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Weekend Reads: LEGO and gendered toys, autism, Look Before You Lock, etc

Well hello hello everyone!  In case you’re curious, apparently today (or tomorrow) is Julius Caesar’s birthday.  Among many other things, he invented the Julian Calendar and got to name a whole month after himself.  Not a bad way to leave your mark on history.

Alright, now want would you like today?

 

If you want some….tiny signs that things are changing:

Lego responds to a 7 year old’s letter about boy vs girl toys, and why there aren’t more female Lego characters.  While the response was a little blah, I think it’s progress that companies are now feeling compelled to at least acknowledge these problems.

If you want some….thoughts on gender and autism:

An interesting read from National Geographic. (via JG Hovey)

If you want some….lousy high school teaching:

A girl in Canada has brought her (public) high school to the Human Right’s Commission over their requirement that she sit through faith based abstinence only education in order to pass a class.  It’s 2014 people….how is this still so common?

If you want some….safety tips:

Kids being left in hot cars is in the news lately.  While the case making headlines may not have been an accident, the NYTs has some great advice for how to prevent a tragedy (and what to do if your child locks themselves in a car). Some good tips there, including asking that your childcare providers call you if they don’t see your child at a time they expect.

If you want some….science:

New insights in to how teenagers react to concussions.

If you want some….advice about parenting without religion:

How to come out to your children, talk about God, etc. (from Lou)

 

Featured Image Credit: Rupert Ganzer

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Bethany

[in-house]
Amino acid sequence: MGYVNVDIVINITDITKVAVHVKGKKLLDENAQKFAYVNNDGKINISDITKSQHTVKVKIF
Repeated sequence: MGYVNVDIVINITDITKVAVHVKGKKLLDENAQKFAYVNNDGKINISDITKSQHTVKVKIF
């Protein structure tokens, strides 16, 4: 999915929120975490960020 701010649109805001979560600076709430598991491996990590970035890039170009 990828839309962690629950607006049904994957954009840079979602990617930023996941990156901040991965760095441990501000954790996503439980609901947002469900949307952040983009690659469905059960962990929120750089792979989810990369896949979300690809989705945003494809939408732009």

Bethany

Bethany is a perpetual student who just won't stop taking classes. She's gone from engineering to psych and family systems to applied statistics, and is really fascinated by how people feel about numbers. She blogs about this over at Graph Paper Diaries, and experimenting with contingency tables at Two Ways to Be Wrong.

7 Comments

  1. July 12, 2014 at 11:44 am —

    It is definitely good to see that Lego is starting to take these complaints more seriously – or at least not as dismissively as in the past. Hopefully the new scientist sets will be the beginning of a new direction.

  2. July 13, 2014 at 4:41 am —

    Unfortunately, Legos solution to the problem is to put purple bows on bears. The kids recently git their first Lego friends sets and while I was positively surprised that they were not dumbed down construction wise, the purple bow she bear (which means that all animals without a bow are male, of course) really knocked me out.

    • July 13, 2014 at 8:30 pm —

      :/ That’s too bad….I really hate the “these things are male unless we specify otherwise” thing.

  3. July 13, 2014 at 5:38 pm —

    Can I call bullshit on the Lego response? Go back 50 years and the ads were gender neutral. Then they realized there was money to be made by making gender specific toys so that people couldn’t hand me down as much.

    So bullshit Lego, you created the problem, don’t pretend you didn’t.

    • July 13, 2014 at 8:32 pm —

      That’s a good point…..not really quite as impressive to solve a problem you created in the first place.

    • July 14, 2014 at 2:51 am —

      Abso-fucking-lutely
      I have a big box of Legos from my childhood, my husband has a big box of Legos from his childhood. About everybody born before, say, 1985 has a big box of Legos. Because back then there were toys for kids and clothes for kids.
      I also hope that nobody ever tells my eldest that she’s supposed to suck at logic and construction games, because right now her favourite computer game is a neat little game called Pipes where you have to connect pipes with the pieces given for each level

  4. July 14, 2014 at 8:55 am —

    Oh, totally. I’m impressed only in that they seem to have learned that their past totally dismissals of there even being a problem were not the right way to address people who *want* to be their consumers.

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